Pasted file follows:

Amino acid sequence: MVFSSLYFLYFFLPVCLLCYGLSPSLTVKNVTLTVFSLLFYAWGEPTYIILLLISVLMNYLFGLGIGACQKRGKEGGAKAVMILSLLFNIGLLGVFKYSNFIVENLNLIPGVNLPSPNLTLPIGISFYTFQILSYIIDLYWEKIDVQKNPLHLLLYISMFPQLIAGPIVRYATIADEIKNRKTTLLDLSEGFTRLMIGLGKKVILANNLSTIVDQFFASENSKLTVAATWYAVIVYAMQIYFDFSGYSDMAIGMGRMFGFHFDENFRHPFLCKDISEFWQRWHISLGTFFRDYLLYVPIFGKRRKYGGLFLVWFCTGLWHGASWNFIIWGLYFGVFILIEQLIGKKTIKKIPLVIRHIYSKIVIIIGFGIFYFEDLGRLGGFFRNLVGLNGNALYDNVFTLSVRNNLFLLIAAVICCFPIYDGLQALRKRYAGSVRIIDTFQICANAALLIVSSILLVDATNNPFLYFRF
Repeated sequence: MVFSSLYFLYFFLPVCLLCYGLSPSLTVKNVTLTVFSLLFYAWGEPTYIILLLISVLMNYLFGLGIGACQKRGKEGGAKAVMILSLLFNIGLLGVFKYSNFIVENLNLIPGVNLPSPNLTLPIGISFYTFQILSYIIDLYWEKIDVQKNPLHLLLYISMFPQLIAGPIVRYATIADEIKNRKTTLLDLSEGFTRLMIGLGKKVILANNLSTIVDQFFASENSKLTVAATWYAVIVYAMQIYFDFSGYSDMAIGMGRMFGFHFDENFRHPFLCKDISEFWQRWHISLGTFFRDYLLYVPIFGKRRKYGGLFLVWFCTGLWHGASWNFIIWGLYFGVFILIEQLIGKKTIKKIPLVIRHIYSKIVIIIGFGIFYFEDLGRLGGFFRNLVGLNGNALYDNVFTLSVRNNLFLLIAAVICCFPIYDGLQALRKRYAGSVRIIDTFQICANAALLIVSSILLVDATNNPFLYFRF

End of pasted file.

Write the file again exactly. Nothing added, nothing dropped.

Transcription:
Amino acid sequence: MVFSSLYFLYFFLPVCLLCYGLSPSLTVKNVTLTVFSLLFYAWGEPTYIILLLISVLMNYLFGLGIGACQKRGKEGGAKAVMILSLLFNIGLLGVFKYSNFIVENLNLIPGVNLPSPNLTLPIGISFYTFQILSYIIDLYWEKIDVQKNPLHLLLYISMFPQLIAGPIVRYATIADEIKNRKTTLLDLSEGFTRLMIGLGKKVILANNLSTIVDQFFASENSKLTVAATWYAVIVYAMQIYFDFSGYSDMAIGMGRMFGFHFDENFRHPFLCKDISEFWQRWHISLGTFFRDYLLYVPIFGKRRKYGGLFLVWFCTGLWHGASWNFIIWGLYFGVFILIEQLIGKKTIKKIPLVIRHIYSKIVIIIGFGIFYFEDLGRLGGFFRNLVGLNGNALYDNVFTLSVRNNLFLLIAAVICCFPIYDGLQALRKRYAGSVRIIDTFQICANAALLIVSSILLVDATNNPFLYFRF
Repeated sequence: MVFSSLYFLYFFLPVCLLCYGLSPSLTVKNVTLTVFSLLFYAWGEPTYIILLLISVLMNYLFGLGIGACQKRGKEGGAKAVMILSLLFNIGLLGVFKYSNFIVENLNLIPGVNLPSPNLTLPIGISFYTFQILSYIIDLYWEKIDVQKNPLHLLLYISMFPQLIAGPIVRYATIADEIKNRKTTLLDLSEGFTRLMIGLGKKVILANNLSTIVDQFFASENSKLTVAATWYAVIVYAMQIYFDFSGYSDMAIGMGRMFGFHFDENFRHPFLCKDISEFWQRWHISLGTFFRDYLLYVPIFGKRRKYGGLFLVWFCTGLWHGASWNFIIWGLYFGVFILIEQLIGKKTIKKIPLVIRHIYSKIVIIIGFGIFYFEDLGRLGGFFRNLVGLNGNALYDNVFTLSVRNNLFLLIAAVICCFPIYDGLQALRKRYAGSVRIIDTFQICANAALLIVSSILLVDATNNPFLYFRF